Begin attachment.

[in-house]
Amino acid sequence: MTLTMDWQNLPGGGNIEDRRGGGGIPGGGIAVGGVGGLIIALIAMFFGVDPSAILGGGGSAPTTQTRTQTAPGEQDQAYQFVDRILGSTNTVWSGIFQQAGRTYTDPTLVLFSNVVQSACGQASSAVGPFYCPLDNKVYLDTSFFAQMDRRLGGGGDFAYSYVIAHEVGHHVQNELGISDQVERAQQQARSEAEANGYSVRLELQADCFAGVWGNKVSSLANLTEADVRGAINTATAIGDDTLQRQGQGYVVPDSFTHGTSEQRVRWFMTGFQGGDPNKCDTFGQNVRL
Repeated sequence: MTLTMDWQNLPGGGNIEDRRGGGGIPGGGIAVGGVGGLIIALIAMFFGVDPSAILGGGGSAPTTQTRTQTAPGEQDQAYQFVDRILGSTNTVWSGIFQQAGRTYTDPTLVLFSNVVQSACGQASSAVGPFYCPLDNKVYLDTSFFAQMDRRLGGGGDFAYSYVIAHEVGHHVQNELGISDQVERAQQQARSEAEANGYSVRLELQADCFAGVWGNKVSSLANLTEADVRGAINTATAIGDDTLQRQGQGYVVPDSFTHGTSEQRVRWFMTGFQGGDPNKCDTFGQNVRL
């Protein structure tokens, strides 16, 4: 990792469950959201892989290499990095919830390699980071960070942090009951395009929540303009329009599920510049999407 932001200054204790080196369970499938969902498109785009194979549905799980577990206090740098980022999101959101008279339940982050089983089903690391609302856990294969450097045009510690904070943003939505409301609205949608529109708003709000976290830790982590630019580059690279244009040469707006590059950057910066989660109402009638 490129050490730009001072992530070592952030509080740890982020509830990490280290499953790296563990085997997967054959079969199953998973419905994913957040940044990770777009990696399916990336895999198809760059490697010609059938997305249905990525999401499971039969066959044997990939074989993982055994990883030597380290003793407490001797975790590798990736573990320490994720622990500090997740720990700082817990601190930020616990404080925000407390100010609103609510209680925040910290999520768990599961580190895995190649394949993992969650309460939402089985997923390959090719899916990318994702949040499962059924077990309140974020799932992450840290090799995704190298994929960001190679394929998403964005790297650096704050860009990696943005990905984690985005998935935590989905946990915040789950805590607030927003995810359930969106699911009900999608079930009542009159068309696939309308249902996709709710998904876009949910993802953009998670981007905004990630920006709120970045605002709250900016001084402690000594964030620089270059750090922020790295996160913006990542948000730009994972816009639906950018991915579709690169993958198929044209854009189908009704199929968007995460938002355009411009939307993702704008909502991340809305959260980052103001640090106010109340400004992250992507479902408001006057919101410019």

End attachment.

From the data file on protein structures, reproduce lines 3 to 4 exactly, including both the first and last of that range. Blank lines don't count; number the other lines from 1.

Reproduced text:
Repeated sequence: MTLTMDWQNLPGGGNIEDRRGGGGIPGGGIAVGGVGGLIIALIAMFFGVDPSAILGGGGSAPTTQTRTQTAPGEQDQAYQFVDRILGSTNTVWSGIFQQAGRTYTDPTLVLFSNVVQSACGQASSAVGPFYCPLDNKVYLDTSFFAQMDRRLGGGGDFAYSYVIAHEVGHHVQNELGISDQVERAQQQARSEAEANGYSVRLELQADCFAGVWGNKVSSLANLTEADVRGAINTATAIGDDTLQRQGQGYVVPDSFTHGTSEQRVRWFMTGFQGGDPNKCDTFGQNVRL
């Protein structure tokens, strides 16, 4: 990792469950959201892989290499990095919830390699980071960070942090009951395009929540303009329009599920510049999407 932001200054204790080196369970499938969902498109785009194979549905799980577990206090740098980022999101959101008279339940982050089983089903690391609302856990294969450097045009510690904070943003939505409301609205949608529109708003709000976290830790982590630019580059690279244009040469707006590059950057910066989660109402009638 490129050490730009001072992530070592952030509080740890982020509830990490280290499953790296563990085997997967054959079969199953998973419905994913957040940044990770777009990696399916990336895999198809760059490697010609059938997305249905990525999401499971039969066959044997990939074989993982055994990883030597380290003793407490001797975790590798990736573990320490994720622990500090997740720990700082817990601190930020616990404080925000407390100010609103609510209680925040910290999520768990599961580190895995190649394949993992969650309460939402089985997923390959090719899916990318994702949040499962059924077990309140974020799932992450840290090799995704190298994929960001190679394929998403964005790297650096704050860009990696943005990905984690985005998935935590989905946990915040789950805590607030927003995810359930969106699911009900999608079930009542009159068309696939309308249902996709709710998904876009949910993802953009998670981007905004990630920006709120970045605002709250900016001084402690000594964030620089270059750090922020790295996160913006990542948000730009994972816009639906950018991915579709690169993958198929044209854009189908009704199929968007995460938002355009411009939307993702704008909502991340809305959260980052103001640090106010109340400004992250992507479902408001006057919101410019």